The Kids Divided
Stephen Duncombe and Maxwell Tremblay Eds., White Riot: Punk Rock and the Politics of Race
Verso, 336pp, £14.99, ISBN 9781844676880
reviewed by David Renton
At its start, punk defined itself as the music of dispossessed young white artists. It took on this identity because popular music (for all sorts of reasons emerging throughout the history of the US) has historically been a racially segregated art form. White artists singing reggae – in the 1970s Clapton, later Sting – sounded inauthentic and ridiculous. Many of the early punk acts were shaped by friendships with black musicians, such as the DJ Don Letts. They knew and loved Caribbean music, and engaged with it not by simply copying it but by trying to generate a parallel and allied, but different musical aesthetic, rooted in their own, different, urban experiences.
A central theme of this book is to ask whether the ‘whiteness’ of punk music makes it innately racist, or indeed for that matter, anti-racist. The Clash sang ‘White Riot’, but also covered Junior Murvin’s ‘Police and Thieves’. Siouxse in her days as a Sex Pistols groupie wore swastikas; three years later, with the Banshees, she was singing ‘Metal Postcard’, a tribute to the anti-fascist collage artist John Heartfield. One undoubted truth is that this approach enabled some white artists to take a militantly anti-racist (‘race traitor’) stance. Punk therefore had the potential to be more dynamic and more interesting than most Western art forms, in which white experience was simply assumed to be the only experience.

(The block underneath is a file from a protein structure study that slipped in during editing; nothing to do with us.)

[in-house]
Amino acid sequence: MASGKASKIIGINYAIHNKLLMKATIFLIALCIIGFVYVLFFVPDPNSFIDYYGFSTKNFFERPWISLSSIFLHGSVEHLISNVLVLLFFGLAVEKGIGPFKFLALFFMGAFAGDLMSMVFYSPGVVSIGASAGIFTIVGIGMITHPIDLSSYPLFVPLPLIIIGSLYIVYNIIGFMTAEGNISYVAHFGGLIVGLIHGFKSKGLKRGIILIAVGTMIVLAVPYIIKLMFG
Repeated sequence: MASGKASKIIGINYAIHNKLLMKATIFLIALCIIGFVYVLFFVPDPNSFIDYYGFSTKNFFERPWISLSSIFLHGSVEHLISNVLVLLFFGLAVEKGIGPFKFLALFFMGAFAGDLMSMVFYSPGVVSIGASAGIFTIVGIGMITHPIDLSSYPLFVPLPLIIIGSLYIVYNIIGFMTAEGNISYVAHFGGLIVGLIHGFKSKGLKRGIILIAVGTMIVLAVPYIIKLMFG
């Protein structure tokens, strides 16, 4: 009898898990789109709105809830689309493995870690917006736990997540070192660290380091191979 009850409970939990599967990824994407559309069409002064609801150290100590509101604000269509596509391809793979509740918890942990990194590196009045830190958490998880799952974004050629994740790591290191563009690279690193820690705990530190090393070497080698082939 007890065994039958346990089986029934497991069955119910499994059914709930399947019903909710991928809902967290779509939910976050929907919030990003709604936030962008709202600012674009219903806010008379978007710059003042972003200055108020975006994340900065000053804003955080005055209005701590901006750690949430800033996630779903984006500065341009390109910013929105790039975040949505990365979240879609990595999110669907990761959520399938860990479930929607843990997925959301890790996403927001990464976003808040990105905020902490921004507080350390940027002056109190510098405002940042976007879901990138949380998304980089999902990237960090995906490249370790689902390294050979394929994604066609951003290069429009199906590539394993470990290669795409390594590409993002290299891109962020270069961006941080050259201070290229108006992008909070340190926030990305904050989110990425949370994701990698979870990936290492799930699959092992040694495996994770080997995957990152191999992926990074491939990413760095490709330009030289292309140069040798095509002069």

But it is equally obvious that the whiteness of punk enabled its appropriation by some determined racists. In a few cases, punk even acted as a solvent, dissolving initial anti-racist positions – as in the case of the Marxist punk band Crisis, who in the 1980s gave birth to two further groups, Death in June and Sol Invictus, both of whom played slower and heavier, bombastic music (where Crisis’ music had been spiky and engaged), and who were, in both cases, obsessed with images of Nazi Germany. Today’s Neo-folk scene - which, if not neo-Nazi in its core politics, is certainly a space in which Strasserite, nationalist and racist images thrive - stems from their music.
This book is a collection of articles by musicians, fans and academics. It neither romanticises nor attacks punk, portraying it essentially as an interesting package of positions on race, rather than as an unproblematic anti-racist aesthetic. The book includes interviews with racist musicians, such as Ian Stuart of Skrewdriver. A very large part of the book is given over to the North American punk experience. The editors seek to hold the ring between the ‘race traitor’ position, and those who emphasise its limitations. The tension is nicely expressed by the editors’ summary of Jimmy Pursey, the lead singer of Sham 69, who sang at the first Rock Against Racism Carnival in Victoria Park, despite having a large neo-Nazi fan base:
‘Pursey has a very explicit understanding of the political intentions of his work, to play for working-class and poor kids, to get them to ask questions of themselves without giving them any easy answers ... [He] refuses to reject his racist fans in the name of the “kids” being “united”, but also campaigns against racist violence and describes a personal intervention he made with a blatantly racist fan ... His position regarding racism ... approaches “oppositional whiteness” from a place of empathy and solidarity in opposition. At the same time, however ... we need to ask to what extent such an idea leaves one too apologetic for certain kinds of racism.’
My own view is that Pursey grasped anti-racism more keenly than his editors, and fought bravely for anti-racist positions, at the cost of his own band’s destruction. That reservation aside, this is a rich collection of disparate voices. For those seeking an introduction to punk’s racial politics, there is no better place to start.